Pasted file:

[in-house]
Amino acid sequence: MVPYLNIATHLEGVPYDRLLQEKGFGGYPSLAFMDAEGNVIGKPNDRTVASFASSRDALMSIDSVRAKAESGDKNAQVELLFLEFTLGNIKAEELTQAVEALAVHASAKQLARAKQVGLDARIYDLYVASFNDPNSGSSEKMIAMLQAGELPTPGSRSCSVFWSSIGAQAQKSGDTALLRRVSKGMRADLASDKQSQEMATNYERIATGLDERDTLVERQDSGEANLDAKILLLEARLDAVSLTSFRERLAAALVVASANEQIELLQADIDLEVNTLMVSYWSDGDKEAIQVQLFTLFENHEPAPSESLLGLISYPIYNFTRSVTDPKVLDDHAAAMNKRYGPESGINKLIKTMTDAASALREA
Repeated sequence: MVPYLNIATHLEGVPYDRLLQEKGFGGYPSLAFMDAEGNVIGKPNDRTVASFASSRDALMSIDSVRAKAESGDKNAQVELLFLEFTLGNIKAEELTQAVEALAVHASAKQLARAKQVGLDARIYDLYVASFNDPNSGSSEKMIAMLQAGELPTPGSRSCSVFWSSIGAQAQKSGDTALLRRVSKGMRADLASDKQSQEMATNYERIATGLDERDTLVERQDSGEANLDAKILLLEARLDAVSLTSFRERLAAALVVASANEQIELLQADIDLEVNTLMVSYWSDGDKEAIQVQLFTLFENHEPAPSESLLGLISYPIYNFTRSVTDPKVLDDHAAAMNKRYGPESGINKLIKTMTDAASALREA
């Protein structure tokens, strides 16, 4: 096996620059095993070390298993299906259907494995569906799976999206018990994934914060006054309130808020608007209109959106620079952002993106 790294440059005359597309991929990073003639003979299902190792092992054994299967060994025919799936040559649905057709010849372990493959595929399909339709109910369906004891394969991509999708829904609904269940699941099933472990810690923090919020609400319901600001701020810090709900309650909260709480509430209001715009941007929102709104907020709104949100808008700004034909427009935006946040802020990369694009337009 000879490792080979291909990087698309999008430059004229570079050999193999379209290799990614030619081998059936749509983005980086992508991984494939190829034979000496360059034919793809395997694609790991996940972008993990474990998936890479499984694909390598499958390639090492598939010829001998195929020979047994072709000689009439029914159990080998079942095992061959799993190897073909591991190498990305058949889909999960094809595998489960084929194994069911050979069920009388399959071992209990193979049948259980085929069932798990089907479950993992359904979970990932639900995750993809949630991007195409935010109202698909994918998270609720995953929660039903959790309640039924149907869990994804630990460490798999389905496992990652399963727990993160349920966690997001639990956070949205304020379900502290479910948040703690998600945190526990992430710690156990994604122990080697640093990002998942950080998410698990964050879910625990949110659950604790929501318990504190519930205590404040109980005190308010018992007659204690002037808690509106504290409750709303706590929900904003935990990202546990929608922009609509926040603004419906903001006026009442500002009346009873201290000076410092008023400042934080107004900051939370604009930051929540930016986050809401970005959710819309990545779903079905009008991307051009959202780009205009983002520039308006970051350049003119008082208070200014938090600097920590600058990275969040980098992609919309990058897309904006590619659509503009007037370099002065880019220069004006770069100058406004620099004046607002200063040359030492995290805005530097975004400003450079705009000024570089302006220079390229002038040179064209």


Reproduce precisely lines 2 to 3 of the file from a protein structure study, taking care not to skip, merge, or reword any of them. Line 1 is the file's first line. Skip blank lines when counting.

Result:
Amino acid sequence: MVPYLNIATHLEGVPYDRLLQEKGFGGYPSLAFMDAEGNVIGKPNDRTVASFASSRDALMSIDSVRAKAESGDKNAQVELLFLEFTLGNIKAEELTQAVEALAVHASAKQLARAKQVGLDARIYDLYVASFNDPNSGSSEKMIAMLQAGELPTPGSRSCSVFWSSIGAQAQKSGDTALLRRVSKGMRADLASDKQSQEMATNYERIATGLDERDTLVERQDSGEANLDAKILLLEARLDAVSLTSFRERLAAALVVASANEQIELLQADIDLEVNTLMVSYWSDGDKEAIQVQLFTLFENHEPAPSESLLGLISYPIYNFTRSVTDPKVLDDHAAAMNKRYGPESGINKLIKTMTDAASALREA
Repeated sequence: MVPYLNIATHLEGVPYDRLLQEKGFGGYPSLAFMDAEGNVIGKPNDRTVASFASSRDALMSIDSVRAKAESGDKNAQVELLFLEFTLGNIKAEELTQAVEALAVHASAKQLARAKQVGLDARIYDLYVASFNDPNSGSSEKMIAMLQAGELPTPGSRSCSVFWSSIGAQAQKSGDTALLRRVSKGMRADLASDKQSQEMATNYERIATGLDERDTLVERQDSGEANLDAKILLLEARLDAVSLTSFRERLAAALVVASANEQIELLQADIDLEVNTLMVSYWSDGDKEAIQVQLFTLFENHEPAPSESLLGLISYPIYNFTRSVTDPKVLDDHAAAMNKRYGPESGINKLIKTMTDAASALREA